To start, it’s helpful to recognize that unhappy customers will often want to vent their frustrations and just know someone is listening. Let them have their say without interruption. Asking questions or attempting to argue will only make them angrier. Pay attention and take notes as they explain their problem so you can refer to them throughout the discussion. This will assure them that they have been heard and their concerns are being taken seriously. Repeat the problem back to them so they can feel confident their complaints are understood. If they have expressed a desired resolution, make it clear that it’s been noted and any possible steps will be taken to realize it. This not only shows the customer his or her grievances are being taken seriously, but also that everyone is on the same page.
Finding a solution to the customer’s problem is going to be the key to calming them down. If there is a simple resolution to the issue, explain it and get started working on it. However, in many cases determining an acceptable solution will present more of a challenge. If fixing the problem is against policy, or if there is no policy yet in place for it, avoid explicitly stating this. This will merely produce more frustration and possibly undo the progress made thus far. Instead, let them know a manger will personally be attending to the issue to ensure the situation is properly resolved. No matter what, don’t make excuses for the company or the product. Customers don’t want excuses, they want a solution and it’s the job of customer service to provide them with it. It’s important to stay with the customer until the problem has been resolved so they don’t feel like they are being shuffled from person to person.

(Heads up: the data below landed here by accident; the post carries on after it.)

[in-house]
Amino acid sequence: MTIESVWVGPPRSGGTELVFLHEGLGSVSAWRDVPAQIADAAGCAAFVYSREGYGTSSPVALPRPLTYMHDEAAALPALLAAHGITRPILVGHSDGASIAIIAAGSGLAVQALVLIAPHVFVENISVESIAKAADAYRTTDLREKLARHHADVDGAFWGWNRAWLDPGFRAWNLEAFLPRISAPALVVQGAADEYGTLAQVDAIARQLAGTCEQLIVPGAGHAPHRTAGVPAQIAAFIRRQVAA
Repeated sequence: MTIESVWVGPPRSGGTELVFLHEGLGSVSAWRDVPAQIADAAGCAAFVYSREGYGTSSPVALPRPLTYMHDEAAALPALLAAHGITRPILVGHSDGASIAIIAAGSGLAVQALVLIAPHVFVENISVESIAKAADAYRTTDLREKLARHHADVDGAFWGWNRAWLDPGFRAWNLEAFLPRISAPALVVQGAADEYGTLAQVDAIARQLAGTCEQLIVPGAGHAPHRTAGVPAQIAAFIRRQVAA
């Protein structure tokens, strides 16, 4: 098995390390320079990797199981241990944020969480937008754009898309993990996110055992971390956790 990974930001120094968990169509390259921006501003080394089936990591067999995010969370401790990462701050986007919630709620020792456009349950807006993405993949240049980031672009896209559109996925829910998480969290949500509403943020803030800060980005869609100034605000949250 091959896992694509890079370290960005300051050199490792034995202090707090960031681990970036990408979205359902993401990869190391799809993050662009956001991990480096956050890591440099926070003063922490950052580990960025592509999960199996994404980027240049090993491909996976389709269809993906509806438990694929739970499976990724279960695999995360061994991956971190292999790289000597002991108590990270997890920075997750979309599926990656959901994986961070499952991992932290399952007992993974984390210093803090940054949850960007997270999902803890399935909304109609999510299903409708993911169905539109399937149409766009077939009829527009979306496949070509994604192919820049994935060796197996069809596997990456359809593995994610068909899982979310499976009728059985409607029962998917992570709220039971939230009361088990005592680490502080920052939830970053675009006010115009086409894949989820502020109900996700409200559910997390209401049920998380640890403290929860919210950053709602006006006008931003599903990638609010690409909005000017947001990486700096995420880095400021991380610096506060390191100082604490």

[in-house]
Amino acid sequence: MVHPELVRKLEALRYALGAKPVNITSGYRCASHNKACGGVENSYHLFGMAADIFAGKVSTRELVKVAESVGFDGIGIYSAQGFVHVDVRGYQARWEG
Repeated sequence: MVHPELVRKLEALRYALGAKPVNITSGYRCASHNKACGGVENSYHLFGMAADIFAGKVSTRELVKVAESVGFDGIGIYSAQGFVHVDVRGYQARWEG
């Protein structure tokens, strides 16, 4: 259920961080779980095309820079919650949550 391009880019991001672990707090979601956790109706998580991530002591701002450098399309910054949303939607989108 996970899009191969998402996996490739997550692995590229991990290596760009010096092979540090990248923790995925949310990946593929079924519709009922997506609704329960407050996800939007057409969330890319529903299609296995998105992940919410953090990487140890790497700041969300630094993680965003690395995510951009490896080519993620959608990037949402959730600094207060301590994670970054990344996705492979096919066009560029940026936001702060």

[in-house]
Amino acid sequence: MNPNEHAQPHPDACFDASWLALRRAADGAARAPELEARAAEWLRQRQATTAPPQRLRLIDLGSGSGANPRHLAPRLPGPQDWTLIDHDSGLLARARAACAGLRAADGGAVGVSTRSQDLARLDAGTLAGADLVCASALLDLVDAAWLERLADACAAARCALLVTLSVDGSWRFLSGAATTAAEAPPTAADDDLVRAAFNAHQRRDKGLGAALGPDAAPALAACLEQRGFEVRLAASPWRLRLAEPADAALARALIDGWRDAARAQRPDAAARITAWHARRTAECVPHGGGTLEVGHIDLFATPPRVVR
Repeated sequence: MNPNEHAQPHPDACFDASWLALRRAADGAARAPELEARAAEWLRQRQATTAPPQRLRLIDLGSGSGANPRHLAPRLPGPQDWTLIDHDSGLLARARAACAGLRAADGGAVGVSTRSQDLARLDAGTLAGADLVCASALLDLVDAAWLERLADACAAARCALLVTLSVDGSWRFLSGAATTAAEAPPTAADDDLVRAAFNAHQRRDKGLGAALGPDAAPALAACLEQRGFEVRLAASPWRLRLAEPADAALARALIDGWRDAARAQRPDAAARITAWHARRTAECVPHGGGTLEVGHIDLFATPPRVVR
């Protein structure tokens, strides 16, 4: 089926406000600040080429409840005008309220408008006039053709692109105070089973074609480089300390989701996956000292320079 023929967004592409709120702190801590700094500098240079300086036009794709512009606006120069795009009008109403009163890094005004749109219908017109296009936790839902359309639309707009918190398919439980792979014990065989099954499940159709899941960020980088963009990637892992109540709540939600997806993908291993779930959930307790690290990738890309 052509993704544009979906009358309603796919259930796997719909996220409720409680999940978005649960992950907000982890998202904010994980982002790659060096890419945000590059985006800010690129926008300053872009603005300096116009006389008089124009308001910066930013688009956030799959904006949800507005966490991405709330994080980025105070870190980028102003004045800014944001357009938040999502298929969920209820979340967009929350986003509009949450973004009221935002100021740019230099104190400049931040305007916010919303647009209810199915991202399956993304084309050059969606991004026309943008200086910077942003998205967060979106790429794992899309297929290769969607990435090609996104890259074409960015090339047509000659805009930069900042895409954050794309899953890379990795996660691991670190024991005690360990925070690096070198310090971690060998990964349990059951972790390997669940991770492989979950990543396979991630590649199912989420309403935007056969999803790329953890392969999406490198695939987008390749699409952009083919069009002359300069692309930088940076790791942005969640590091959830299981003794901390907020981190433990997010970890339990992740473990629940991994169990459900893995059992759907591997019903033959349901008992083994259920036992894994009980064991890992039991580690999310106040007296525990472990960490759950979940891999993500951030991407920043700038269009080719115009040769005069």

No matter how intense a customer gets, keep a calm and friendly tone. Speaking calmly can help keep tensions low on both sides while encouraging a clear explanation of the problem. If a customer yells, responding in a soft and reasonable tone will likely compel the customer to eventually lower his or her voice.
The most important thing to remember when dealing with unhappy customers is to not take it personally. They aren’t angry with any individual, but rather the issue they’re experiencing with the company or product. Taking their anger personally is likely to increase frustrations on both sides and escalate the problem.
Whenever possible, follow up with the customer once the issue has been resolved. This will offer the assurance that the company recognizes that solving a particular problem is only one aspect of the larger goal of customer service: keeping customers happy. A reminder that the company cares can often be the finishing touch to turn an unhappy customer into a loyal one.